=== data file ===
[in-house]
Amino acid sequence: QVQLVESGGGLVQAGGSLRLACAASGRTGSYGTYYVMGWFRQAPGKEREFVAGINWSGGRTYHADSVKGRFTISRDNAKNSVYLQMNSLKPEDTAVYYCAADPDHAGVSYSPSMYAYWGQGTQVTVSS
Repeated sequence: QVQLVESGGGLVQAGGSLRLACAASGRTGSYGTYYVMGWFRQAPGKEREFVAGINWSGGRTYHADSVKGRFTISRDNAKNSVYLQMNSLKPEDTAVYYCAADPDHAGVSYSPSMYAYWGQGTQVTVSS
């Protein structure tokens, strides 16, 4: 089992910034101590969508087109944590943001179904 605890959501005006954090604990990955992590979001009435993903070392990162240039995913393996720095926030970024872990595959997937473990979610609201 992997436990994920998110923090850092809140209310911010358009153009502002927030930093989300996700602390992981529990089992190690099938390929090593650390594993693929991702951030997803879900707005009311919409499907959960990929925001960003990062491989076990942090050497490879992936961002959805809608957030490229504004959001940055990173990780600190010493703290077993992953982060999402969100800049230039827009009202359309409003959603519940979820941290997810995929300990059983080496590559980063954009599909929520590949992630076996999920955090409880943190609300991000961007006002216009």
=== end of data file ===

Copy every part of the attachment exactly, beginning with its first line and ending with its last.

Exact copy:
[in-house]
Amino acid sequence: QVQLVESGGGLVQAGGSLRLACAASGRTGSYGTYYVMGWFRQAPGKEREFVAGINWSGGRTYHADSVKGRFTISRDNAKNSVYLQMNSLKPEDTAVYYCAADPDHAGVSYSPSMYAYWGQGTQVTVSS
Repeated sequence: QVQLVESGGGLVQAGGSLRLACAASGRTGSYGTYYVMGWFRQAPGKEREFVAGINWSGGRTYHADSVKGRFTISRDNAKNSVYLQMNSLKPEDTAVYYCAADPDHAGVSYSPSMYAYWGQGTQVTVSS
């Protein structure tokens, strides 16, 4: 089992910034101590969508087109944590943001179904 605890959501005006954090604990990955992590979001009435993903070392990162240039995913393996720095926030970024872990595959997937473990979610609201 992997436990994920998110923090850092809140209310911010358009153009502002927030930093989300996700602390992981529990089992190690099938390929090593650390594993693929991702951030997803879900707005009311919409499907959960990929925001960003990062491989076990942090050497490879992936961002959805809608957030490229504004959001940055990173990780600190010493703290077993992953982060999402969100800049230039827009009202359309409003959603519940979820941290997810995929300990059983080496590559980063954009599909929520590949992630076996999920955090409880943190609300991000961007006002216009």